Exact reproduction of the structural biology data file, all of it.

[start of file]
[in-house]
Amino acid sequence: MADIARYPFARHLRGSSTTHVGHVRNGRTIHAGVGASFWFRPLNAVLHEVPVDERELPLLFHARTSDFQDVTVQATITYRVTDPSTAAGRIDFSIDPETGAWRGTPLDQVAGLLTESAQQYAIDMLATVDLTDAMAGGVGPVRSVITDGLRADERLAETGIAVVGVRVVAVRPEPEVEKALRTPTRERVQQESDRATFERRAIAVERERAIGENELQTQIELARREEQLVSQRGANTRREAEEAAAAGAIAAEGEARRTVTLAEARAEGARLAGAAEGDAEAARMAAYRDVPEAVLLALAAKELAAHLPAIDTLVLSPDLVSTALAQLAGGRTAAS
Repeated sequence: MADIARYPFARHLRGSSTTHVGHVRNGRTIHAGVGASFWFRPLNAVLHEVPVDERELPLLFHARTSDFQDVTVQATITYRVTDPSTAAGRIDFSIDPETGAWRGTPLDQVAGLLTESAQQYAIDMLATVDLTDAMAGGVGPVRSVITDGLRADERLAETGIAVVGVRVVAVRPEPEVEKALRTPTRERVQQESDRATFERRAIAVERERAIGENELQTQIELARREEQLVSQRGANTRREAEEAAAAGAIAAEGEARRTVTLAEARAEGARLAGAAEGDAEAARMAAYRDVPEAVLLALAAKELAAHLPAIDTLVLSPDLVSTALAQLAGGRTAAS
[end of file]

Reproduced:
[in-house]
Amino acid sequence: MADIARYPFARHLRGSSTTHVGHVRNGRTIHAGVGASFWFRPLNAVLHEVPVDERELPLLFHARTSDFQDVTVQATITYRVTDPSTAAGRIDFSIDPETGAWRGTPLDQVAGLLTESAQQYAIDMLATVDLTDAMAGGVGPVRSVITDGLRADERLAETGIAVVGVRVVAVRPEPEVEKALRTPTRERVQQESDRATFERRAIAVERERAIGENELQTQIELARREEQLVSQRGANTRREAEEAAAAGAIAAEGEARRTVTLAEARAEGARLAGAAEGDAEAARMAAYRDVPEAVLLALAAKELAAHLPAIDTLVLSPDLVSTALAQLAGGRTAAS
Repeated sequence: MADIARYPFARHLRGSSTTHVGHVRNGRTIHAGVGASFWFRPLNAVLHEVPVDERELPLLFHARTSDFQDVTVQATITYRVTDPSTAAGRIDFSIDPETGAWRGTPLDQVAGLLTESAQQYAIDMLATVDLTDAMAGGVGPVRSVITDGLRADERLAETGIAVVGVRVVAVRPEPEVEKALRTPTRERVQQESDRATFERRAIAVERERAIGENELQTQIELARREEQLVSQRGANTRREAEEAAAAGAIAAEGEARRTVTLAEARAEGARLAGAAEGDAEAARMAAYRDVPEAVLLALAAKELAAHLPAIDTLVLSPDLVSTALAQLAGGRTAAS